On 13th October 2010, the last of 33 miners trapped by an accident at the San Jose copper-gold mine near Copiapo, Chile was winched to safety. He had been at a depth of 2,300 feet below ground level. He had spent 69 days trapped underground with his companions after a shaft collapsed at the notoriously dangerous mine where the deaths of 8 miners had been reported over the last 12 years. This is the story you probably will not get told on your Chile vacation.
This high publicity incident was a catalyst for Chile’s mining regulation agency to bring the hammer down, closing 18 mines within days and scheduling a further 300 for closure. It’s easy to condemn Chilean mining as unsafe and exploitative, but what are the real pros and cons of the industry?
1) Mining is a great source of income for Chilean workers
Chilean copper mine workers are among the highest-paid miners in South America. However, inflated wages are used to entice workers to mines with poor safety records, as in the case of San Jose; mine workers were paid around 20% more for their troubles.
2) Generally Chilean mines have a good safety record
San Jose is an example of a smaller mine at which standards are known to slip. However, the larger mines generally owned by multi-nationals or the state copper mining company, Codelco, run a tighter ship.
3) Mining brings the benefits of a strong economy to Chileans
Currently enjoying a strong economic status, the population of Chile have good reason to be thankful for the mining industry. Over a third of government income due to exports come from copper alone. One notable benefit of the economic surplus from copper mining is the use of government funds to pay for reconstruction after the 2010 Chilean earthquake.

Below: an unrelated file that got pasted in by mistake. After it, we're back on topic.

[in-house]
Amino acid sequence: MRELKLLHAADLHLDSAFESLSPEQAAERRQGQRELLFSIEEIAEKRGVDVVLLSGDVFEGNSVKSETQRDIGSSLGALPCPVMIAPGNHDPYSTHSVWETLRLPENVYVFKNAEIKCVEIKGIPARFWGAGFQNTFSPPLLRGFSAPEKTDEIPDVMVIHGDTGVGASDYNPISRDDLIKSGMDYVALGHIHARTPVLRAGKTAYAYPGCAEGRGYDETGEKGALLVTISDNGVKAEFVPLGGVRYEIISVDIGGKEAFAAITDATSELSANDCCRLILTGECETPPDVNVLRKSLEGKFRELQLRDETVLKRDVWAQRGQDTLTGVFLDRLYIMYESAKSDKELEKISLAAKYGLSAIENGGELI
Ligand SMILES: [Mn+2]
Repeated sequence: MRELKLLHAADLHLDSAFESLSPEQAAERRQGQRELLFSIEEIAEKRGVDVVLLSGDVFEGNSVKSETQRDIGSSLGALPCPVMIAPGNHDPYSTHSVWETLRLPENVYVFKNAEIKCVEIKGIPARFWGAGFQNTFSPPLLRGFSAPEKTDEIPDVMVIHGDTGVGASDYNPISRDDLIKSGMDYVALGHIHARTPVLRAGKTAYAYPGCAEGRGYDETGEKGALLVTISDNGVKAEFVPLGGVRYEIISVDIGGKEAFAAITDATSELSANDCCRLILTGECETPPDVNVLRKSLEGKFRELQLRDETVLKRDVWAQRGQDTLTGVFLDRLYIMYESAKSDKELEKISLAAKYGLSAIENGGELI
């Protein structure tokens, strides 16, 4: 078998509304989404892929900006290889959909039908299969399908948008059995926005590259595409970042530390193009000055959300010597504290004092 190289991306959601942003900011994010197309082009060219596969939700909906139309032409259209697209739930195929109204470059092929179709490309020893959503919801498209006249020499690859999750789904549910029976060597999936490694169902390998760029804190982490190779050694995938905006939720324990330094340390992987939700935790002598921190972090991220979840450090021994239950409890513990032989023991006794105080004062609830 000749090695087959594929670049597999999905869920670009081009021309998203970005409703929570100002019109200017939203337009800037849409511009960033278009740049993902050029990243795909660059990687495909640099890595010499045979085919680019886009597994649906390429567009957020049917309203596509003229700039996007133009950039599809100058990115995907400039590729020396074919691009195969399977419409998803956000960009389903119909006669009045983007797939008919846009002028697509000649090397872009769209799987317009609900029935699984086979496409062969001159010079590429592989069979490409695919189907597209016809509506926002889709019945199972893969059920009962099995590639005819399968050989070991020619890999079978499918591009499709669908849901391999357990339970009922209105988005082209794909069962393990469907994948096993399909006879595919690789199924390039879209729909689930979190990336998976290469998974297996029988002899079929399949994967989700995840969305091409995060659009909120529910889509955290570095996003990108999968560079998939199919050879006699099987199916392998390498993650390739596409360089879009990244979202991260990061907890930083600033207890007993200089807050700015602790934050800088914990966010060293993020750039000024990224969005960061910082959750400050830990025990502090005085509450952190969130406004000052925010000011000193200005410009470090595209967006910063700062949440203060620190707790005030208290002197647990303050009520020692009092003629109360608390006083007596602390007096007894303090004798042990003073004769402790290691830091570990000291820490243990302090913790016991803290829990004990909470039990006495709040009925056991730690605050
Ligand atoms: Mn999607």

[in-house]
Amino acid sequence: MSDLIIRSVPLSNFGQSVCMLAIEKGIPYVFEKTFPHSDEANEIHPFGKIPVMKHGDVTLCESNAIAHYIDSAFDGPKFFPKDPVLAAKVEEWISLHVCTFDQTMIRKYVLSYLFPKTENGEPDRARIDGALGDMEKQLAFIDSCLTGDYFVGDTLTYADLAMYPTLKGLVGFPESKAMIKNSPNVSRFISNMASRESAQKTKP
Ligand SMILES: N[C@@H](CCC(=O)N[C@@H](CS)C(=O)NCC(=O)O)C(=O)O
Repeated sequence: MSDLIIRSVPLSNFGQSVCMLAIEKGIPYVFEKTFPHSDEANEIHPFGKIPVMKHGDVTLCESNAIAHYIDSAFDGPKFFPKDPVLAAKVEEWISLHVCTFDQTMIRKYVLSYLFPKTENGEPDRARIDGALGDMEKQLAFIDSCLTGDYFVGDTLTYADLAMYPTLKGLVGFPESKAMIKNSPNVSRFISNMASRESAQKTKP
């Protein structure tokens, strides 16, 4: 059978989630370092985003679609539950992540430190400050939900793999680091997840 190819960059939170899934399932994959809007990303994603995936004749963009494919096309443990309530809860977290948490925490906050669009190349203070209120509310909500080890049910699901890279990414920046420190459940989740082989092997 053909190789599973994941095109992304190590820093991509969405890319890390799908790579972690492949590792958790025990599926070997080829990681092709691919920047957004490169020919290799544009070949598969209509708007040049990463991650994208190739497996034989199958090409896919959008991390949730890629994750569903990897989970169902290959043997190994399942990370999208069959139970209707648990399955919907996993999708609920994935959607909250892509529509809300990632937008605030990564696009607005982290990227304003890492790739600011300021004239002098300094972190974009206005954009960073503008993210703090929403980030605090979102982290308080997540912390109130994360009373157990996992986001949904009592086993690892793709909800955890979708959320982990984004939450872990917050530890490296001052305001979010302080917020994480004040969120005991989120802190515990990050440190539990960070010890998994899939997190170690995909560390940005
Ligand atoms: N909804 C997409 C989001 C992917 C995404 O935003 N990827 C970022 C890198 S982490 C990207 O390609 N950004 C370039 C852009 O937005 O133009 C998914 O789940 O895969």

1) Inadequate government resources are available to monitor the industry
Between 2004 and 2010, the San Esteban Mining Company (owner of the San Jose mine) received 42 fines for breaching safety regulations. Why was the San Jose accident allowed to happen? Due to budget constraints, there were only three inspectors for the Atacama Region’s 884 mines. Despite a very immediate public response to correct the problems that led to the San Jose disaster, the government still has much to do to bring the industry under control.
2) It isn’t all wine and roses economically
Copper is a highly volatile commodity on the international markets, experiencing increases and decreases in value of up to 50% during the 1980’s. The Chilean government have established a Stabilization Fund to put aside the surpluses of good years to cover the shortfall of others, but the unpredictability of such a core element of the entire country’s economy is a great source of risk.
3) Environmental concerns
Copper mining produces 99 tons of waste for every ton of usable material. When you consider the usable copper output of Chile, that’s a lot of waste.
It isn’t often that Latin American countries get to reap the benefits of their natural resources, and Chile is a good example of a country that turns it’s rich mineral deposits into benefits that reach the population. However, in the rush to make the most of what it’s got, Chile has lost control of the smaller players in the mining industry, and it’s any one’s guess if they will be able to rein things in to the point where accidents like San Jose are a distant memory.